AFSPA and the Chalwa incident
IFP Editorial: The agreement that Assam Rifles is willing to pay Rupees 10 lakh to the family of the victim should not become a divergence for CSOs from the original resolve of repealing AFSPA, which for all times sake will help in preventing such incidents.
The Armed Forces Special Powers Act or simply AFSPA has been out of the public radar for quite some time. Out of action out of mind, as they say, till the Friday night incident when Assam Rifles personnel in mufti killed a 29-year-old father of four children in Kangpokpi district. In the aftermath, an enraged mob, including men and women of Twilang area, stormed the 44 AR outpost at Gelnel village and torched two vehicles of Assam Rifles. In the morning, it was found that two AK rifles in the Gypsy were also burnt along with the vehicles. The deceased Mangboilal’s father said that Major Alok Sathe and two others in civvies lured out his son Mangboilal Lhouvum from home and made him drunk before killing him point blank. The Assam Rifles version is that, Major Sathe and his associates were on the hunt for some KRA men in the area when the incident happened. The police were at first reluctant to arrest the AR Major Alok Sathe, as AFSPA was still in force in all areas of Manipur except the Greater Imphal area.
After a prolonged movement in 2004 for repeal of the controversial Armed Forces Special Powers Act (AFSPA) in the wake of the brutal rape and murder of Manorama Devi the then O Ibobi led Congress government had withdrawn it from seven assembly constituencies of Greater Imphal despite objections from the Centre. There were demands for repealing the Act from the whole of Manipur from various sections of the society as a result of overall improvement in the law and order situation of the state, but it has not moved forward since the 2004 decision. Congress MLA K Ranjit had questioned the resolve of the Chief Minister with regard to lifting of Armed Forces Special Powers Act from other parts of the state. K Ranjit recalled the spirit of N Biren then in 2004 when he and some other Congress MLAs pushed for removal of the Act from parts of the state with the then Chief Minister O Ibobi. Now that he is at the helm of state affairs, does he still have the same spirit or resolve as he had in 2004? That was K Ranjit’s question. Conditions have changed greatly, then and now. Now that the Army and MHA are on the same page regarding the Manipur situation.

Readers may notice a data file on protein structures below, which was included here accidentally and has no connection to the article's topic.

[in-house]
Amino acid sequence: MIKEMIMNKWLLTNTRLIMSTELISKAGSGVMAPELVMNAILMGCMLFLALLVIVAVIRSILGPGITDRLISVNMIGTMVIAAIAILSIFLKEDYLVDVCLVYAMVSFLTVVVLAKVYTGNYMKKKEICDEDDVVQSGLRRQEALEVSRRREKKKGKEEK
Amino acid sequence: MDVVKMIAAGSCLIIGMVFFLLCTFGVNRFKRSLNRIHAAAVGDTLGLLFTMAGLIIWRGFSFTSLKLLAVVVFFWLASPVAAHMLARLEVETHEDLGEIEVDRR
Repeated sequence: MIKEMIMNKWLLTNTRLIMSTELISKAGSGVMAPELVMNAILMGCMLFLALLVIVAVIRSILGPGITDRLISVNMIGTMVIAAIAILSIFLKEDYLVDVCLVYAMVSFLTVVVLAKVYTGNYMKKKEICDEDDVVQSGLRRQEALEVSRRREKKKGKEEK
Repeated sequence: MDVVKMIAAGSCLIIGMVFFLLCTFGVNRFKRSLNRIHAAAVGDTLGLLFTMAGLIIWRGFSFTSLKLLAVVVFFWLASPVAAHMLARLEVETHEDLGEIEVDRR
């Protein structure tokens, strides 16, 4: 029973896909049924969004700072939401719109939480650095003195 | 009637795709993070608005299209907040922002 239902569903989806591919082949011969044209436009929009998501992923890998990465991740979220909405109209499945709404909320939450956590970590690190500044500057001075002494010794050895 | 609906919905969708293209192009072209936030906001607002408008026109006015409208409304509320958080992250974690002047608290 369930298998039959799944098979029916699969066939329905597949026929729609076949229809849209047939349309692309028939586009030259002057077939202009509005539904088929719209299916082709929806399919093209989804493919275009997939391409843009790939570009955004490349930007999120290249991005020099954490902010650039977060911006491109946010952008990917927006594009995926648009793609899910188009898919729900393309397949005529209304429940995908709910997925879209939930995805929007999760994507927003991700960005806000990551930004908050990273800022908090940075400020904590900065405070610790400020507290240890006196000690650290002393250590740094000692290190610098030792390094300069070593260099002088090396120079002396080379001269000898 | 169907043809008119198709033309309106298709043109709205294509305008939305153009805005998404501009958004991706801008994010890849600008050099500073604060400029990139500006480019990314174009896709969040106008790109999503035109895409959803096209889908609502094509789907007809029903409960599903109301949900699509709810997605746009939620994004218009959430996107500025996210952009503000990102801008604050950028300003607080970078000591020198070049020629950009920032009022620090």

Not so long ago, the Army Chief General MM Naravane said in January this year that the Army is planning to gradually reduce the number of troops deployed for internal security duties in the Northeast. As a result, the Army has already pulled out one of its brigades from the region and now plans to move out another one or two in the near future. The defence lobby has been at the forefront of opposing the withdrawal of AFSPA from areas where it is in force and states have always been reluctant to go against the lobby. But now, the Army Chief is openly admitting that the law and order situation has greatly improved in states including Manipur. The view of the Home Ministry is the same and it says that overall the security situation in Assam, Arunachal Pradesh, Manipur, Meghalaya, Mizoram, Nagaland, and Tripura has improved to a satisfactory level.
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While we still do not understand what is stopping the state approaching the Centre for repealing the Act and lifting the Disturbed Areas Act from the state, the Chalwa incident has given us new hope.
The Kangpokpi Police Station has registered a FIR against the AR Major and his associates of murder regarding the Chalwa incident, which is unprecedented. The Assam Rifles which is under the operational command of the Army will certainly try to ease out of the situation by invoking AFSPA and the need of prosecution sanction from the Defence Ministry. The agreement that AR is willing to pay Rupees 10 lakh to the family of the victim should not become a divergence for CSOs from the original resolve of repealing the Act, which for all times sake will help in preventing such incidents.
Perhaps, a judicial inquiry by not less than a sitting judge of the High Court should be demanded.